If you want hardware details etc, it's better to study os development stuff - the documentation there is also usually a lot better.

You _can_ learn stuff by studying the various viral magazines, though. One thing is the mindset of a lot of virus writers... truly scary. Polymorphism (or whatever fancy words you want to use) can be useful in the field of software protection.

And of course... it's always good to know your enemy and their tactics.
Post 10 May 2004, 14:23
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vid
Verbosity in development


Joined: 05 Sep 2003
Posts: 7105
Location: Slovakia
vid
f0dder: viruses also help you greatly to understaning your OS, better than anything else.
Post 10 May 2004, 18:33
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f0dder



Joined: 19 Feb 2004
Posts: 3170
Location: Denmark
f0dder
not really. You learn the file formats better from other sources, the API from the PlatformSDK, and kernel-mode stuff from the DDK. True, you can get some 'internal' information from studying virii and exploits, but that's beginning to be documented elsewhere too - and isn't really very useful for general programming.

I'm tired of virus glorification... nothing useful ever came from it, but there's certainly been a lot of grief caused by virii and other malware. Even stuff that isn't malicious have had bugs that have trashed things.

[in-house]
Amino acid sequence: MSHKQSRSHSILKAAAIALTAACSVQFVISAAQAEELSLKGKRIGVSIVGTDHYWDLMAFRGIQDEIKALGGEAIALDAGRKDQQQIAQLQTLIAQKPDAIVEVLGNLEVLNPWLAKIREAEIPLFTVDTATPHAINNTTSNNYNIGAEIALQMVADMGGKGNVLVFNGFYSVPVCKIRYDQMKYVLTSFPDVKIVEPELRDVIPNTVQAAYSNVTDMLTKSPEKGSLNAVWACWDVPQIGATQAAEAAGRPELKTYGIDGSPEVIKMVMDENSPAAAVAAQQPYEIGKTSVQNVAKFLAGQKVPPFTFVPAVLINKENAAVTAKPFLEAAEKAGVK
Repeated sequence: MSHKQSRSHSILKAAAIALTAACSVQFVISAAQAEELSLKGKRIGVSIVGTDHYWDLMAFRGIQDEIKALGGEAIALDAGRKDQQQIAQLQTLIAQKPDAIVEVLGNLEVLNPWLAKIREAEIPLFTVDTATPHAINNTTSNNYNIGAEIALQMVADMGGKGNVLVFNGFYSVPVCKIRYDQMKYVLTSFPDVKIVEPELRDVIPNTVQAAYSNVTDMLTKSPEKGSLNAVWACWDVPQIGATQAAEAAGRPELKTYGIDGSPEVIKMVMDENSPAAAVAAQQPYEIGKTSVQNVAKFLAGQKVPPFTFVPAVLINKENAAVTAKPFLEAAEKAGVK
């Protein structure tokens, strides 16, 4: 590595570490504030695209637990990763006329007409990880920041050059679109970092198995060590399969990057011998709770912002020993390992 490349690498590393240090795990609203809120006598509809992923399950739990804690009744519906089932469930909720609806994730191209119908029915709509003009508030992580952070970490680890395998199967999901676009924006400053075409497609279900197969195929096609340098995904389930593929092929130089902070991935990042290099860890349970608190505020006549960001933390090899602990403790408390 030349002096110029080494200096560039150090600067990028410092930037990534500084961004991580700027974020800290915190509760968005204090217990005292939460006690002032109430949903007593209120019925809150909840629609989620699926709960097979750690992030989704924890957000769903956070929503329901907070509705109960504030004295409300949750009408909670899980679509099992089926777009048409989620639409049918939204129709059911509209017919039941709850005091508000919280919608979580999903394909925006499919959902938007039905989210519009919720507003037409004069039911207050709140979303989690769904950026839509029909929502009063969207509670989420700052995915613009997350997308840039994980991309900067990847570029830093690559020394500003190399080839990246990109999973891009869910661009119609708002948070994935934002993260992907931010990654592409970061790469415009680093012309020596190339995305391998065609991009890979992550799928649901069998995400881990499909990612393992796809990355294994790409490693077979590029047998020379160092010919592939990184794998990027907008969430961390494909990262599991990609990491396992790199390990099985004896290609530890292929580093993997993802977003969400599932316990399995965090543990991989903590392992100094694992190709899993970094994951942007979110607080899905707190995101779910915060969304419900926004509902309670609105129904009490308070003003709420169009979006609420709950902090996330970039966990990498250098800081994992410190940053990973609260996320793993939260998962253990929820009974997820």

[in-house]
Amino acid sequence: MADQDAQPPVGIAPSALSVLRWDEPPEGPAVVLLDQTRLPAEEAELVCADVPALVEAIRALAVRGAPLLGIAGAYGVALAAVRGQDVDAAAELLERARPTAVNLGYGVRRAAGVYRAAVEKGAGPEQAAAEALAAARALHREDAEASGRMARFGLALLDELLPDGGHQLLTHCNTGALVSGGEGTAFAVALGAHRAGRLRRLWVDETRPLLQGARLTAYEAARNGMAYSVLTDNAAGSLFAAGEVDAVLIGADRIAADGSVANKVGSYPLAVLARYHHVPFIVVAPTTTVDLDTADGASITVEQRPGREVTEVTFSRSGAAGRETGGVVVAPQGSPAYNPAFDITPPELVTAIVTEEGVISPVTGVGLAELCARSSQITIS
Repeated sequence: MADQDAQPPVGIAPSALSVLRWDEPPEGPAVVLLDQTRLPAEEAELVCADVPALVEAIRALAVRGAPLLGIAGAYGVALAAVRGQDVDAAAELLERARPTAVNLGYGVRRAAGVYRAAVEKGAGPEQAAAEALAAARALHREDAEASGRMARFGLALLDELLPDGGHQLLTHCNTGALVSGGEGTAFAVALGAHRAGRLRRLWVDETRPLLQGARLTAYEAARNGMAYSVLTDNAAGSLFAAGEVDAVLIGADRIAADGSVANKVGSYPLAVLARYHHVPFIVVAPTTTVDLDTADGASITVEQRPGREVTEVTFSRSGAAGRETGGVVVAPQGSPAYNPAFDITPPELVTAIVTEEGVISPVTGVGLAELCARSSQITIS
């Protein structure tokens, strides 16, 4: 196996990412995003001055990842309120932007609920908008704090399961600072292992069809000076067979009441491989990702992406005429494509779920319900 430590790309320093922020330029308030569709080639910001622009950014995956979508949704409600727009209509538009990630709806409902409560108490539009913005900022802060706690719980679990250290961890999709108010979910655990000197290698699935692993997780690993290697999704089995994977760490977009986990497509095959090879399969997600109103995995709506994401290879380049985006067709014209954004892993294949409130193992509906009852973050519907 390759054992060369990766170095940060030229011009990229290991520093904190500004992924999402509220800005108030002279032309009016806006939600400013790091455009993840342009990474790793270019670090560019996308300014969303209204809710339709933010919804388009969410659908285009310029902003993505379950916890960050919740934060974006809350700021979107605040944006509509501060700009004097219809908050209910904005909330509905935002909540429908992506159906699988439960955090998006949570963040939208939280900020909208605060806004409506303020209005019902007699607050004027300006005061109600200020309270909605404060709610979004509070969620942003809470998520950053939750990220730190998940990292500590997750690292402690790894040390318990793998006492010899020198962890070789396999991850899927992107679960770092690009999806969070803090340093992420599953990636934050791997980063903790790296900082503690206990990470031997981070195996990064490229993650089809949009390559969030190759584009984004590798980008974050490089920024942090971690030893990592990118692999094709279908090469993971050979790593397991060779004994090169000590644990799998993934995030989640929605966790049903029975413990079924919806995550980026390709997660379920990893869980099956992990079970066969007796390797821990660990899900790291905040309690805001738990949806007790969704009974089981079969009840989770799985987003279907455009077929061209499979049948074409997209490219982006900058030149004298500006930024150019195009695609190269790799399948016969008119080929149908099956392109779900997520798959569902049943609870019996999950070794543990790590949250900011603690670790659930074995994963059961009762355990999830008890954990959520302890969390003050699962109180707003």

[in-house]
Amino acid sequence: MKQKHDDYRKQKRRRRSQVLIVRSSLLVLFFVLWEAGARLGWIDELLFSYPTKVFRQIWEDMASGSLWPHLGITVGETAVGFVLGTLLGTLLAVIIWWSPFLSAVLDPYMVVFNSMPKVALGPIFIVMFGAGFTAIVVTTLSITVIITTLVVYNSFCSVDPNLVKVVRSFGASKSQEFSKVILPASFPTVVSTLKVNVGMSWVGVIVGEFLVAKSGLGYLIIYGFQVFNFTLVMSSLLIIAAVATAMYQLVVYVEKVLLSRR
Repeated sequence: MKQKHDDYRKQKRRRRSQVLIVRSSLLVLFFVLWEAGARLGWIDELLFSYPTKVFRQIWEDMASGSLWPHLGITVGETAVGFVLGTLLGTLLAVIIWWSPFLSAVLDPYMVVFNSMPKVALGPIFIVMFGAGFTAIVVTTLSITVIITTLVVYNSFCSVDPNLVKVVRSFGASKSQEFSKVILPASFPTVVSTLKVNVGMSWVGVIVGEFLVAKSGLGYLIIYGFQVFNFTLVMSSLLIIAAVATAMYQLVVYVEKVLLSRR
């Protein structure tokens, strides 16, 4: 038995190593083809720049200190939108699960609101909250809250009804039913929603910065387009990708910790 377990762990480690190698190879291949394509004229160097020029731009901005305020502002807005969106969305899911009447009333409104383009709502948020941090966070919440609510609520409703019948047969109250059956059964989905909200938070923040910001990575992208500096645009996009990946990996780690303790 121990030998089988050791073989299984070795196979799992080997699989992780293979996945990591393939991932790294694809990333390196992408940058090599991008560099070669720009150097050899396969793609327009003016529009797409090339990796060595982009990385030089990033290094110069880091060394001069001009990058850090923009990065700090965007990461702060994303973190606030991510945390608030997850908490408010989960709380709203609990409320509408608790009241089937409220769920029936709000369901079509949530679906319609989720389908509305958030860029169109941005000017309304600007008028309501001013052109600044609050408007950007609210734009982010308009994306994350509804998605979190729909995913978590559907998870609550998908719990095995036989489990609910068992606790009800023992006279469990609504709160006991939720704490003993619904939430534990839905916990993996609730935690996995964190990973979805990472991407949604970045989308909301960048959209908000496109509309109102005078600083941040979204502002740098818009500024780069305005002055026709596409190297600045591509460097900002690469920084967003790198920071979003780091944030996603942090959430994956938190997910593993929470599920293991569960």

Post 10 May 2004, 22:56
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FAlter



Joined: 08 Jun 2004
Posts: 19
Location: Mixdorf, Germany
FAlter
If you want to look up some interrupt functions:
http://www.ctyme.com/intr/int.htm
Post 15 Jun 2004, 17:13
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Jaques



Joined: 07 Jun 2004
Posts: 79
Location: Everywhere
Jaques
I agree with F0dder to a point....

Its not really a manual but it is a must read:
http://www.canonical.org/~kragen/tao-of-programming.html
Art of Assembly
http://webster.cs.ucr.edu/

_________________
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Post 18 Jun 2004, 17:58
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polygon7



Joined: 14 Aug 2003
Posts: 62
Location: Poznan, Poland
polygon7
Hi,
some of my favourite webpages:
http://www.scrontsoft.com/ DirectX in assembly
http://www.df.lth.se/~john_e/ Assembly Gems page
http://www.anticracking.sk/EliCZ/ Win32asm
http://y0da.cjb.net/ Win32asm and good tool - LordPE[/url]

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best regards
p7
Post 19 Jun 2004, 21:07
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Jaques



Joined: 07 Jun 2004
Posts: 79
Location: Everywhere
Jaques
where can i find 40hex ect
Post 28 Jun 2004, 00:00
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polygon7



Joined: 14 Aug 2003
Posts: 62
Location: Poznan, Poland
polygon7
Jaques wrote:
where can i find 40hex ect


http://packetstormsecurity.nl/mag/40hex/

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p7
Post 28 Jun 2004, 06:15